“The brass ring and gold standard will be when there’s not just a single machine dedicated for use, but that all voting machines are universally accessible to all voters. I’m confident we’ll get there.” – Dr. Chris Rosa, president and CEO of The Viscardi Center
Future of Voter Accessibility is in Technology, Empowerment
ES&S participates in expert panel discussion at Hunter College in NYC
NEW YORK CITY – October 10, 2022 – The progress and challenges of ensuring all voters, regardless of disability, have equal access to cast a ballot was the focus of discussion among a group of panelists at New York City’s famed Hunter College on Sept. 28. The Voting Technology, Accessibility, and Security forum featured security experts, accessibility experts, area election officials and subject matter experts from Election Systems & Software (ES&S).
Dr. Chris Rosa, president and CEO of The Viscardi Center, a disability empowerment organization in New York, began the discussion by citing heartening statistics from the 2020 Presidential election. According to Dr. Rosa, research shows that 62 percent of voters with disabilities voted in 2020, up from 56 percent in 2016. Rose says this growing trend of voter participation is thanks to a culture shift sparked by the passage of the Americans with Disabilities Act (ADA) and funding provided by the Help America Vote Act (HAVA).
“We still have a distance to travel, but it would be a mistake not to honor the progress that’s been made over the last 20 years. The ADA’s impact on voting for people with disabilities has as much to do with changing cultural expectations about full participation of voters with disabilities,” Dr. Rosa said. “The brass ring and gold standard will be when there’s not just a single machine dedicated for use, but that all voting machines are universally accessible to all voters. I’m confident we’ll get there.”
Nicole DiRado, the Board of Elections Administrator for nearby Union County, NJ, led the county’s efforts to implement secure, universally-accessible equipment in 2019. She shared with forum guests that during the county’s implementation, they hosted more than 300 voter outreach events for public demonstration, gathering feedback on usability to ensure all voters felt enfranchised and comfortable when they went to cast their vote.
“What I can do as an elected official is ensure that the disability community is involved in our decision-making processes and have a seat at the table,” DiRado said. “When we transitioned [to the ExpressVote® XL] in 2019, the reception was overwhelmingly positive. There are so many aspects to the technology that the public was really receptive to.”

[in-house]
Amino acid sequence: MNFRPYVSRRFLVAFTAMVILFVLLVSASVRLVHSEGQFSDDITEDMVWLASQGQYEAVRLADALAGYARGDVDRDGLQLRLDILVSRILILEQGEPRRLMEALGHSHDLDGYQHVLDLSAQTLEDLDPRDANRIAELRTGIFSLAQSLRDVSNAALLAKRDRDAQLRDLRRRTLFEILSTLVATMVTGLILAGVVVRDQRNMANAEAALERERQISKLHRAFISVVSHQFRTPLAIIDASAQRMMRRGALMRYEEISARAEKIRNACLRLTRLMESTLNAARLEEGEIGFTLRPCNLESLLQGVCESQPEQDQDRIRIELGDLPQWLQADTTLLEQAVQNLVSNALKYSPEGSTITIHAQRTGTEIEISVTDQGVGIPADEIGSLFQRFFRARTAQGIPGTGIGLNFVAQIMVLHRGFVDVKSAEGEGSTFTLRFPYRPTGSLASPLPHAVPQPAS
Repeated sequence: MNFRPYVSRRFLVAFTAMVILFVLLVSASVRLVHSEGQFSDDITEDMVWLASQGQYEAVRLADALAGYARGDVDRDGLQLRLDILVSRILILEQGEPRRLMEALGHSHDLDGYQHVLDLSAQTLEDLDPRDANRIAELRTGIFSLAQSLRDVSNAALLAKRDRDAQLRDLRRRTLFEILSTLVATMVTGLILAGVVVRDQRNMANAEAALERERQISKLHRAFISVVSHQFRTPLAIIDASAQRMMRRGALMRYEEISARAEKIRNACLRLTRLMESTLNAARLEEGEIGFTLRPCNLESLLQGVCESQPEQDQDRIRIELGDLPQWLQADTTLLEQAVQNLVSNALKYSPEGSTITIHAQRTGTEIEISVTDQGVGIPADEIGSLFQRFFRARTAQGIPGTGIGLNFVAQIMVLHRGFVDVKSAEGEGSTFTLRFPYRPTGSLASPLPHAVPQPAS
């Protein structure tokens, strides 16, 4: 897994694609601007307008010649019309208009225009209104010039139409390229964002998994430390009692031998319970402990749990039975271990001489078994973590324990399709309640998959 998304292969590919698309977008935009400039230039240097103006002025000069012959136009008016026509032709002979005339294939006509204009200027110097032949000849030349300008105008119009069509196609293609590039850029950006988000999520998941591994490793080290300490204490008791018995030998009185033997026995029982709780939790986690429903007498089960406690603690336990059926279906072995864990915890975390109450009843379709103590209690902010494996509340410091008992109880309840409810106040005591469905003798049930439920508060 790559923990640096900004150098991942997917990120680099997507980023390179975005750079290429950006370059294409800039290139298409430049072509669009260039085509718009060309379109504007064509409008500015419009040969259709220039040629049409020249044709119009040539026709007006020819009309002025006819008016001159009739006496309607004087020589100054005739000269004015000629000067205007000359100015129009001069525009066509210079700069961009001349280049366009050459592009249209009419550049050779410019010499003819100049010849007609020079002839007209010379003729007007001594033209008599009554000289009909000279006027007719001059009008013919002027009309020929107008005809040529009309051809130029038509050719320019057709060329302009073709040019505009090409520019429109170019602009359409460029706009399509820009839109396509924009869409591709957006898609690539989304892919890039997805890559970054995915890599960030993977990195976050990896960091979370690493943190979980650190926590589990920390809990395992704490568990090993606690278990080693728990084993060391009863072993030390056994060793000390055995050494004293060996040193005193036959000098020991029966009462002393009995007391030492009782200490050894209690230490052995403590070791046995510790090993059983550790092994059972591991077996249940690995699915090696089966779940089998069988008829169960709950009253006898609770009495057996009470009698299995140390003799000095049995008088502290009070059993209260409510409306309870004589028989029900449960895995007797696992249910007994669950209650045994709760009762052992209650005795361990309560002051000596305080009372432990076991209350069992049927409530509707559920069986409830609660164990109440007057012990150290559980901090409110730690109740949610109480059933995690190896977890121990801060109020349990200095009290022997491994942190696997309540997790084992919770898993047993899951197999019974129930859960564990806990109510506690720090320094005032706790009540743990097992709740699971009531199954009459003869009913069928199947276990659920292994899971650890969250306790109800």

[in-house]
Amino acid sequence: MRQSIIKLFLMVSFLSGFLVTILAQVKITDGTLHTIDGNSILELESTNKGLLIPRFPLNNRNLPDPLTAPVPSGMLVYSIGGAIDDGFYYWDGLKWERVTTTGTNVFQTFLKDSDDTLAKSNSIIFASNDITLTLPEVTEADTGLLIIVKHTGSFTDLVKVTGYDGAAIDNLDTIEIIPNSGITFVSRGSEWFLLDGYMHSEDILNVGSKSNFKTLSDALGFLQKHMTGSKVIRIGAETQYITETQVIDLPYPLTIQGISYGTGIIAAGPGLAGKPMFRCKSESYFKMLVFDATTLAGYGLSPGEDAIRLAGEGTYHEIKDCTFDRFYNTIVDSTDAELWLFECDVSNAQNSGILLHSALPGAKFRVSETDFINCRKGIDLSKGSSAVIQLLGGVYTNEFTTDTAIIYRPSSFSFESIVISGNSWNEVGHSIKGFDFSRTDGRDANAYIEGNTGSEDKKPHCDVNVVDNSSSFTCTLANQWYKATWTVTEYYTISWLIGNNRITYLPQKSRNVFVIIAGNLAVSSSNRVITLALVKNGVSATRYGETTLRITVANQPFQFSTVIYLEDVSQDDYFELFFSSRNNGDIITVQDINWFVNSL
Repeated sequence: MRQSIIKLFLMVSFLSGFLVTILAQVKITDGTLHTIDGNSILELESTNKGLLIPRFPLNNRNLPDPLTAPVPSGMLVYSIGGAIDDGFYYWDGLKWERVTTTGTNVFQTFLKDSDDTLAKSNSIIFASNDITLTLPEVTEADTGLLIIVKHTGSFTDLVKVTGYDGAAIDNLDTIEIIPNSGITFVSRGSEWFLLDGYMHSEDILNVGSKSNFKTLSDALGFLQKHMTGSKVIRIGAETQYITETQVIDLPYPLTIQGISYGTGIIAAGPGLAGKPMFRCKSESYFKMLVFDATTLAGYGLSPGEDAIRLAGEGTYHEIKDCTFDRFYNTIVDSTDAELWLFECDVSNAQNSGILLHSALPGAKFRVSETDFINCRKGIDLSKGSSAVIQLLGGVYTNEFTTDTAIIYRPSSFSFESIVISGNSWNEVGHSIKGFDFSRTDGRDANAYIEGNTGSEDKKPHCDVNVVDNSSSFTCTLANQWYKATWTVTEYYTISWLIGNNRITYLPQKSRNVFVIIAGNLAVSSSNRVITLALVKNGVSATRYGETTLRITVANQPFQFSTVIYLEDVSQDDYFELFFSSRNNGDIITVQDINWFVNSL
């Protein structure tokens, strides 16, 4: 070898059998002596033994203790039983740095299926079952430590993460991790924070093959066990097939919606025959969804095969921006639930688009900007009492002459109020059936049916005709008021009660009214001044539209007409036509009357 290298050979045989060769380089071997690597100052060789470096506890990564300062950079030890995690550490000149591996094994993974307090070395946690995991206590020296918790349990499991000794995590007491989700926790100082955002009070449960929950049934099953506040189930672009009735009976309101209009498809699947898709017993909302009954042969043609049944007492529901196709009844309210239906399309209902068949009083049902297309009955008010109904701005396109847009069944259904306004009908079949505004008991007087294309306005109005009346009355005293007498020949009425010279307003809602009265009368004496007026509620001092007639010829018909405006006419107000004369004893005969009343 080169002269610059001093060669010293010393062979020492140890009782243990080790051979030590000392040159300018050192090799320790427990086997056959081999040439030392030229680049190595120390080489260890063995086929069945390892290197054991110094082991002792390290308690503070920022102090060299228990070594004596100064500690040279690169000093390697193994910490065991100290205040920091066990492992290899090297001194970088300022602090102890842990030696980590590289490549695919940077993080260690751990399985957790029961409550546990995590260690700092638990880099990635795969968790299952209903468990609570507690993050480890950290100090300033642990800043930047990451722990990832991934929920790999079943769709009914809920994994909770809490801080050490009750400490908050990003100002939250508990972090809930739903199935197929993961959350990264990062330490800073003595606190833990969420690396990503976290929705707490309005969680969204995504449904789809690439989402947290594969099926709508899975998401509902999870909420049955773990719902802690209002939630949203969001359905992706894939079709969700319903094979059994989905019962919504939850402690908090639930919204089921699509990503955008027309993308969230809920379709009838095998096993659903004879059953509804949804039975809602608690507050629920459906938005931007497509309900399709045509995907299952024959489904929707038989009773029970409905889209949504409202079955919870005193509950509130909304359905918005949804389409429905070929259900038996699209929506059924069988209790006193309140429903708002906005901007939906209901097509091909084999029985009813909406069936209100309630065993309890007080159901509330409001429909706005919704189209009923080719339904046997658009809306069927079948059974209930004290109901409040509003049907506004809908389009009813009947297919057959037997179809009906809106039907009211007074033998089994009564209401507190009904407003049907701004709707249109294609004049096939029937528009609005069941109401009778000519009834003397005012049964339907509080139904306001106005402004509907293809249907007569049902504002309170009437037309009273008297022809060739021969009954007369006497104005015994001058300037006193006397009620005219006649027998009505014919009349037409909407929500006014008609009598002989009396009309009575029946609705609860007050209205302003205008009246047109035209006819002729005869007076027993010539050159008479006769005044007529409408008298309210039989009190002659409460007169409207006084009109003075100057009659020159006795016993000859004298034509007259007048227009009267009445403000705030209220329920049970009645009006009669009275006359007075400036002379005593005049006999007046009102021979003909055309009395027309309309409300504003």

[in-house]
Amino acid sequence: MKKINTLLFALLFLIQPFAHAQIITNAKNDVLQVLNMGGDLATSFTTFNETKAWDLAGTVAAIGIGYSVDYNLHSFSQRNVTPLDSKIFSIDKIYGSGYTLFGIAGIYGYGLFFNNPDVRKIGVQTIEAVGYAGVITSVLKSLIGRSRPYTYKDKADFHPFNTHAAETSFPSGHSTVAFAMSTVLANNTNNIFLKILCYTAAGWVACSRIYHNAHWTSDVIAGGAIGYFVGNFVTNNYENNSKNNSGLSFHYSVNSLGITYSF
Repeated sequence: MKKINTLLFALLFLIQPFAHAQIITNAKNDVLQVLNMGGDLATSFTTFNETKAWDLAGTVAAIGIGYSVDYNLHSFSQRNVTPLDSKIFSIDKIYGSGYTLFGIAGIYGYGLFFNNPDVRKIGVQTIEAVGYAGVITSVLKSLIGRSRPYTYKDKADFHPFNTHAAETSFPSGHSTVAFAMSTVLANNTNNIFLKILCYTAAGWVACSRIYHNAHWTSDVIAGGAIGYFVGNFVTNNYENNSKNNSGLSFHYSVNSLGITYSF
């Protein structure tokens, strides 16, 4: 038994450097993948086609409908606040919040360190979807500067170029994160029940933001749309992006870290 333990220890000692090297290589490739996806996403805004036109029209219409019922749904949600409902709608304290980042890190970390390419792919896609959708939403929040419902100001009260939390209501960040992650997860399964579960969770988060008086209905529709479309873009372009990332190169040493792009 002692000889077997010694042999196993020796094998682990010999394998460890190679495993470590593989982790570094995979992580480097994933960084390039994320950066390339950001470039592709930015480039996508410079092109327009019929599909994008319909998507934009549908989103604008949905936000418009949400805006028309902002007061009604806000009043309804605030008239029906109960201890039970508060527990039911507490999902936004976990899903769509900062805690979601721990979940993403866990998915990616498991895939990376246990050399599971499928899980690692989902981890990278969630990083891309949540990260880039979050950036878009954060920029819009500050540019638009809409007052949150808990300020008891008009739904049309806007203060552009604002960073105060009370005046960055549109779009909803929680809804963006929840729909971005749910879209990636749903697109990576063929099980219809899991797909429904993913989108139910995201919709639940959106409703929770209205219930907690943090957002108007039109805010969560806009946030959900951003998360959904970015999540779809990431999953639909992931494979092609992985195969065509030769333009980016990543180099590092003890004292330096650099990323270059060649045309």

“The future has the potential to create polling places where regardless of your physical ability, we’re all voting on the same machine,” said Brandon Clifton, ES&S Sr. Vice President of Government Affairs, who also participated in the forum. “At ES&S, we’re proud to offer products designed so that any voter of any background or experience can share the same independence and privacy that we all deserve.”
Challenges remain in education, training and funding. Ensuring voters have equal access to the ballot means training poll workers to properly educate voters using assistive technology at the polls. It also means ensuring jurisdictions have the necessary resources to deploy that technology.
“HAVA helped us fund the mechanisms which assist the disability community,” DiRado said, “but we’re hopeful we’ll see continued funding to ensure all of our polling locations are accessible.”
“Long-term federal funding is needed so we can continue to see the accessibility improvements that have been made in these recent years,” Clifton said. “Without a similar type of commitment, we won’t see the longevity of change we experienced with HAVA.”
With a commitment from technology suppliers like ES&S to continue to create secure, auditable, universal voting systems that are accessible to all, the overall outlook among panelists was positive, thanks to continued valuable collaboration with election officials and disability advocates.
“From the perspective of people with disabilities, the future is very much what we make it – encouraging each other to go out and have our voices heard,” Rosa said. “Making sure that we’re constantly involved in developing new technology and user application testing to make sure it’s meaningfully accessible to users with disabilities … We are empowered to help voters with disabilities maximize its accessibility to make sure that their votes are counted.”
The accessibility forum was one of three panels focused on the future of elections, led by Dr. Basil Smikle Jr., distinguished lecturer and director of the Public Policy Program at the Roosevelt House Public Policy Institute at Hunter College. Additional panel discussions featured representatives from Cybersecurity and Infrastructure Security Agency (CISA), the Center for Internet Security (CIS), area election officials and ES&S.